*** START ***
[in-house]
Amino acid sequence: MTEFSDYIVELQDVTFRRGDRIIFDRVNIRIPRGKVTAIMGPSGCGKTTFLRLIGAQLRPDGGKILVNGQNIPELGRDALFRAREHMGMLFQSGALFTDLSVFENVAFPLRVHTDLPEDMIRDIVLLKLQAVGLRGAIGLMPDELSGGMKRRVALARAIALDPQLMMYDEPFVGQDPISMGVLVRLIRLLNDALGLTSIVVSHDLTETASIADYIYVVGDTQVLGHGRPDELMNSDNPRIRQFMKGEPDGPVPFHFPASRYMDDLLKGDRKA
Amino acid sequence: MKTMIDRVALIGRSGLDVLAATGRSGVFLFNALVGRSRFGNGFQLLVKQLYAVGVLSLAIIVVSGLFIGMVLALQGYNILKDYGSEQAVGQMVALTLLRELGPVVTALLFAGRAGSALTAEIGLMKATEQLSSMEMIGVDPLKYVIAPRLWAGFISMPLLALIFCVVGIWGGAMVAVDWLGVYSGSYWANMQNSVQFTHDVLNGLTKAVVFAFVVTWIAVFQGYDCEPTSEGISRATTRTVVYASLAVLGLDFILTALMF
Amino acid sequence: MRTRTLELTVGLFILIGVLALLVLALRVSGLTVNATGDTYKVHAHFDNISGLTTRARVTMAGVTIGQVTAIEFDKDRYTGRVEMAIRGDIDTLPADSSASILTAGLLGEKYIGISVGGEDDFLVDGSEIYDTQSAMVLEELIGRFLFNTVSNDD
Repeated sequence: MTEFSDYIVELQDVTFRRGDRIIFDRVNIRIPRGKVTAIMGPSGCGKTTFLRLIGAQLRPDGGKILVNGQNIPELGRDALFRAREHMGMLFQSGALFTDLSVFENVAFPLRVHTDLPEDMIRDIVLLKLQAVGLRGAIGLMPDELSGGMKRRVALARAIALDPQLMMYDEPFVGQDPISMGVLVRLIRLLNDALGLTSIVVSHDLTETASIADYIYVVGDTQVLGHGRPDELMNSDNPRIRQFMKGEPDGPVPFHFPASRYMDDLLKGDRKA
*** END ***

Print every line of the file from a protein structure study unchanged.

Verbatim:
[in-house]
Amino acid sequence: MTEFSDYIVELQDVTFRRGDRIIFDRVNIRIPRGKVTAIMGPSGCGKTTFLRLIGAQLRPDGGKILVNGQNIPELGRDALFRAREHMGMLFQSGALFTDLSVFENVAFPLRVHTDLPEDMIRDIVLLKLQAVGLRGAIGLMPDELSGGMKRRVALARAIALDPQLMMYDEPFVGQDPISMGVLVRLIRLLNDALGLTSIVVSHDLTETASIADYIYVVGDTQVLGHGRPDELMNSDNPRIRQFMKGEPDGPVPFHFPASRYMDDLLKGDRKA
Amino acid sequence: MKTMIDRVALIGRSGLDVLAATGRSGVFLFNALVGRSRFGNGFQLLVKQLYAVGVLSLAIIVVSGLFIGMVLALQGYNILKDYGSEQAVGQMVALTLLRELGPVVTALLFAGRAGSALTAEIGLMKATEQLSSMEMIGVDPLKYVIAPRLWAGFISMPLLALIFCVVGIWGGAMVAVDWLGVYSGSYWANMQNSVQFTHDVLNGLTKAVVFAFVVTWIAVFQGYDCEPTSEGISRATTRTVVYASLAVLGLDFILTALMF
Amino acid sequence: MRTRTLELTVGLFILIGVLALLVLALRVSGLTVNATGDTYKVHAHFDNISGLTTRARVTMAGVTIGQVTAIEFDKDRYTGRVEMAIRGDIDTLPADSSASILTAGLLGEKYIGISVGGEDDFLVDGSEIYDTQSAMVLEELIGRFLFNTVSNDD
Repeated sequence: MTEFSDYIVELQDVTFRRGDRIIFDRVNIRIPRGKVTAIMGPSGCGKTTFLRLIGAQLRPDGGKILVNGQNIPELGRDALFRAREHMGMLFQSGALFTDLSVFENVAFPLRVHTDLPEDMIRDIVLLKLQAVGLRGAIGLMPDELSGGMKRRVALARAIALDPQLMMYDEPFVGQDPISMGVLVRLIRLLNDALGLTSIVVSHDLTETASIADYIYVVGDTQVLGHGRPDELMNSDNPRIRQFMKGEPDGPVPFHFPASRYMDDLLKGDRKA